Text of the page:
NITN | @notintownlive | 16 Oct 2020
Salem: Recognizing the importance of water in agriculture, a group of students has developed farm-friendly system that reduces water usage and minimizes dependency on fertilizer.
The team from Sona College of Technology, Salem, has secured first place in the Smart India Hackathon 2020, in the Hardware category, for their solution that uses the principles of Internet of Things (IoT) and magnetisation.
Of the 343 problem statements released for all participants, across 40 nodal centres, solutions from four teams from across India were recognised in the finals.
The team consisted of six students – Manimoliselvan C: Dinesh Kumar B, Manikandan S, Lokeshwar S, all pursuing final year Civil Engineering and Kungumaswetha A, final year, Computer Science Engineering and Suvetha S, final year (Electronics and Communications Engineering).
Dr R Malathy, Dean (R&D) and Professor, Department of Civil Engineering, Sona College of Technology, who mentored the team shared, “Our project aims to help farmers by purifying their available borewell water significantly, with zero waste.”
While borewell water is used for almost all farm applications, the nature of such water causes scaling. This in turn leads to non-uniform water supply to plants and poor mineral absorption. The limescale deposition also damages soil structure. Such hard water is absorbed by the plant cells with difficulty.
If through intervention, the water’s minerals are broken down into smaller particles, they become more bio-available to these plant cells.
Sona College’s solution achieves this by using a designated permanent rare earth magnet. The water is passed through a magnetic field and undergoes electrolysis and magnetisation. This breaks the larger water clusters into smaller, hexagonal-shaped clusters. Such magnetically treated, hexagonal-structured water molecules not only stop scaling, but also remove existing scaling.
The magnetic structuring breaks all minerals into smaller particles, and in the process, the salt in the soil is also broken down. As a result, the salt sinks deep into the soil and can be washed away easily. The desalinisation happens quickly over a season, creating much healthier plants and greater yields, and a better final product.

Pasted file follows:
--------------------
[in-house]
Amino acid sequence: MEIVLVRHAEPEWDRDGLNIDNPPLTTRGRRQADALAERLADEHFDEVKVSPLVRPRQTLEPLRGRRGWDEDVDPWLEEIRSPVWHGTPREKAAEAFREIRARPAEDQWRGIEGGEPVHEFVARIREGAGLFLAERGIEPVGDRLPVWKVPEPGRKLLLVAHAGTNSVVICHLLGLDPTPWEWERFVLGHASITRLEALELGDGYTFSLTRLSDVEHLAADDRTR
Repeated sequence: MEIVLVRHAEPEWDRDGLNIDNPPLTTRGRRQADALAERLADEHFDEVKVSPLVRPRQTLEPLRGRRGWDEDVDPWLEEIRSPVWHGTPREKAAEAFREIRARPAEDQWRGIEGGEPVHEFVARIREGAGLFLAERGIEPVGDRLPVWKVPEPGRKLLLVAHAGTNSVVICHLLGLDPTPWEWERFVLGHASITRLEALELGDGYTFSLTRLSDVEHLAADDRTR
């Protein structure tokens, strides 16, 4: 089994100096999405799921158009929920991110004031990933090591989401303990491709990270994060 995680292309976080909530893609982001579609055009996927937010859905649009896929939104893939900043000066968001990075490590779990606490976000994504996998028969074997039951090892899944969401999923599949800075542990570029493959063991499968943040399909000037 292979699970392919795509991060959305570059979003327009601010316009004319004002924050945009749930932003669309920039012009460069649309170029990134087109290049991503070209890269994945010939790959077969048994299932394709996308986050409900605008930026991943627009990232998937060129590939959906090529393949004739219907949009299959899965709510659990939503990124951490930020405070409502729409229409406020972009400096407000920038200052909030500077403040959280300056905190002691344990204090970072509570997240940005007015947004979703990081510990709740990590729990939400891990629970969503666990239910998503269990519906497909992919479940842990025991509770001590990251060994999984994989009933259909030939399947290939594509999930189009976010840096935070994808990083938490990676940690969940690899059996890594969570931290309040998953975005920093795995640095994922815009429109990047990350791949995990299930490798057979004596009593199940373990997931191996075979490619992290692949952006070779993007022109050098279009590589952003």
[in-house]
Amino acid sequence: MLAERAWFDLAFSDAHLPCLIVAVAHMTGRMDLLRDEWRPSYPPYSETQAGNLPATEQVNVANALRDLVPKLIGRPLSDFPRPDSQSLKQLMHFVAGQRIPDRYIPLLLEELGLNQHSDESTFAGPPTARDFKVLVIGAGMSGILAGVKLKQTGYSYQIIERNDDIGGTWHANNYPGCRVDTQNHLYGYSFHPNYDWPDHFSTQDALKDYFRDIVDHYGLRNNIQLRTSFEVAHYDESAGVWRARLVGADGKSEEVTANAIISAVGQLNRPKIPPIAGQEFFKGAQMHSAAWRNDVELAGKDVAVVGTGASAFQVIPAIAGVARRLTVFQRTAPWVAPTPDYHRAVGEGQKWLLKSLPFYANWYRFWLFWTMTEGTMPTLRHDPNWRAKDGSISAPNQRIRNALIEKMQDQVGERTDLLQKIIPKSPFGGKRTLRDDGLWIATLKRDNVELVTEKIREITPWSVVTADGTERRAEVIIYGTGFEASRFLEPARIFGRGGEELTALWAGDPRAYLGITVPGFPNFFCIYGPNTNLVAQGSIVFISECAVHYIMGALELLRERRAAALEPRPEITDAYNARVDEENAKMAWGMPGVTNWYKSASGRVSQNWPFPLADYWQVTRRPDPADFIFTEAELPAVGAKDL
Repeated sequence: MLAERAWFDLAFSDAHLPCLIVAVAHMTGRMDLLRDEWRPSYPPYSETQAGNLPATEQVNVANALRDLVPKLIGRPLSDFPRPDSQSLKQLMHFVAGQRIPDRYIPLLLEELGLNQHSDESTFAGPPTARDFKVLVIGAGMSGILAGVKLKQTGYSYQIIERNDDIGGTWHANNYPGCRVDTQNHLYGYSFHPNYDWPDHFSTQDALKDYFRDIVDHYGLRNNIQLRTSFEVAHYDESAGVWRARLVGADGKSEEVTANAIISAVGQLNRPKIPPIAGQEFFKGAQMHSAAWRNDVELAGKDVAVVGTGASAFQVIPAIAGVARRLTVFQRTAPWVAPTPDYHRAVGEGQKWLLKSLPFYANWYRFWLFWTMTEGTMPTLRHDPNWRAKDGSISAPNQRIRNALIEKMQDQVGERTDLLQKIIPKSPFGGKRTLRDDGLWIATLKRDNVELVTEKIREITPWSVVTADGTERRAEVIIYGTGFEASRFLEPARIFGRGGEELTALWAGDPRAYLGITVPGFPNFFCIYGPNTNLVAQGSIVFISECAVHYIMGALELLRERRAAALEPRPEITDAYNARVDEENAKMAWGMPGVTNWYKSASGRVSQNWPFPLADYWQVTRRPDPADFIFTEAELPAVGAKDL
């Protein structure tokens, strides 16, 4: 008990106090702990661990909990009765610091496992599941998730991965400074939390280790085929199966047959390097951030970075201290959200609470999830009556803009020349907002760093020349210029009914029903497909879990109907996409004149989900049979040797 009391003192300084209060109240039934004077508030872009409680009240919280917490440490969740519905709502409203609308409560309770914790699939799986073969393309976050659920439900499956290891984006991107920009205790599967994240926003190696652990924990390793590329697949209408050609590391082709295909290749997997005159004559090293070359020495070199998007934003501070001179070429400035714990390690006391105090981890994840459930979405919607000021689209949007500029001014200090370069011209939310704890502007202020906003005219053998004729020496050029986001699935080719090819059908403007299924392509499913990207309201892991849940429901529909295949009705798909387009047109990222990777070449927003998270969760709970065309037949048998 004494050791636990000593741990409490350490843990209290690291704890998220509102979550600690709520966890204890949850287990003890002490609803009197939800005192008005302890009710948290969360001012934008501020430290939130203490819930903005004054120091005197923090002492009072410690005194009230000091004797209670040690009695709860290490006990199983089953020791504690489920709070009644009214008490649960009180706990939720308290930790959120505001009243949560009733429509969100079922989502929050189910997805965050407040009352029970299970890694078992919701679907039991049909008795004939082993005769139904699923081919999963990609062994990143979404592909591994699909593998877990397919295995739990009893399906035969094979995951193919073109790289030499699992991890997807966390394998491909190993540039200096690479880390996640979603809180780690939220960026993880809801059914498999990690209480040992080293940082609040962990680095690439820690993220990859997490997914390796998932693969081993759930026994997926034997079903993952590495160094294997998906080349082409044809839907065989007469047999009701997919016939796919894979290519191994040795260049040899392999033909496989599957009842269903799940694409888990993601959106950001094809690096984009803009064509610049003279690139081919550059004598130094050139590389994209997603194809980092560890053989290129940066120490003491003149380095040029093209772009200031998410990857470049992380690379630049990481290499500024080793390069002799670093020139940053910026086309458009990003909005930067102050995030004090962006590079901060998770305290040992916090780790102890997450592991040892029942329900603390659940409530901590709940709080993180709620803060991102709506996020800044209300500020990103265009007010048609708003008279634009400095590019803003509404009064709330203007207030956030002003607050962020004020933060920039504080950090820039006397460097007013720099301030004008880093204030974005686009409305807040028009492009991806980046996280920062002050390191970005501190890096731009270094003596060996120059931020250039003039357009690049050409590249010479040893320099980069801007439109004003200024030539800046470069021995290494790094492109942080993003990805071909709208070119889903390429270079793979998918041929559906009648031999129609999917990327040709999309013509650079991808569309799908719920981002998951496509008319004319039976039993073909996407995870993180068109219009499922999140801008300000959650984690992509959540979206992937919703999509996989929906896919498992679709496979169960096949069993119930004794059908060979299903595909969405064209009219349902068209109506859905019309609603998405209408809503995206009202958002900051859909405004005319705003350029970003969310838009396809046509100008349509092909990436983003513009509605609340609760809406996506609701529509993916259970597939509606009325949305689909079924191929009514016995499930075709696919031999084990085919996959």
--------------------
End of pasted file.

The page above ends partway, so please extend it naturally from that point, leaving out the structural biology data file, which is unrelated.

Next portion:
For even better effectiveness and easy monitoring, the inlet and outlet of the water pumping system developed by Sona College has been fitted with sensors that can measure water levels, weather and optical transducers to monitor nutrient absorption.
As per tests run by the team, the overall results in terms of plant growth proved to be dramatic. With minimal usage of water, the plants were hydrated well, were able to absorb maximum minerals. This resulted in greater yields, larger and better end product, earlier maturation, longer shelf life, and healthier plants.
Such a system allows a reduction in the water needs, as well as dependency on fertilizer and pesticides and can be a boon for farmers.
“This helps carry sufficient minerals in the standard composure, with water free from hardness for their transpiration and respiration, with zero maintenance cost. The IoT-enabled, user-friendly system makes our project unique,” said Dr Malathy.
“This solution was developed in around six months, starting with selection of the right magnet that can be used for borewell water at all places, visual observation on potted plants and then moving to a peanut field for research,” added Dr Malathy.
She shared that the team is also working on applying for a patent for their IoT-based solution.
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